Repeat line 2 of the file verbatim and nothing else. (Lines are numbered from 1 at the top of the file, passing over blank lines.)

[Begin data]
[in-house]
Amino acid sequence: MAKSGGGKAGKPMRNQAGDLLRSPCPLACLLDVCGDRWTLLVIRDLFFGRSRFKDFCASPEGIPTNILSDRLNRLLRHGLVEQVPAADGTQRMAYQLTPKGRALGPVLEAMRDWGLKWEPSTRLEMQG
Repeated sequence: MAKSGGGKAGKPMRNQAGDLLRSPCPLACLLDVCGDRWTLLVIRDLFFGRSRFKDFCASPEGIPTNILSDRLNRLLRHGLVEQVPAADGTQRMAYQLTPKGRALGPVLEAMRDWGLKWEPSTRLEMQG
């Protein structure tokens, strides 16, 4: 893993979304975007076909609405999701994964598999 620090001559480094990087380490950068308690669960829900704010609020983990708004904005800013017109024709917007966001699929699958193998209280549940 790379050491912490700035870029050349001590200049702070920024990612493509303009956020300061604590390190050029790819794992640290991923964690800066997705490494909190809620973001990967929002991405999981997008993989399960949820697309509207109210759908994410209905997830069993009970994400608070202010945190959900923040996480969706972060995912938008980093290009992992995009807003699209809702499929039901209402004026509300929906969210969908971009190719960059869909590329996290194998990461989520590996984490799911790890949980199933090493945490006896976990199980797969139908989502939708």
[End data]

Amino acid sequence: MAKSGGGKAGKPMRNQAGDLLRSPCPLACLLDVCGDRWTLLVIRDLFFGRSRFKDFCASPEGIPTNILSDRLNRLLRHGLVEQVPAADGTQRMAYQLTPKGRALGPVLEAMRDWGLKWEPSTRLEMQG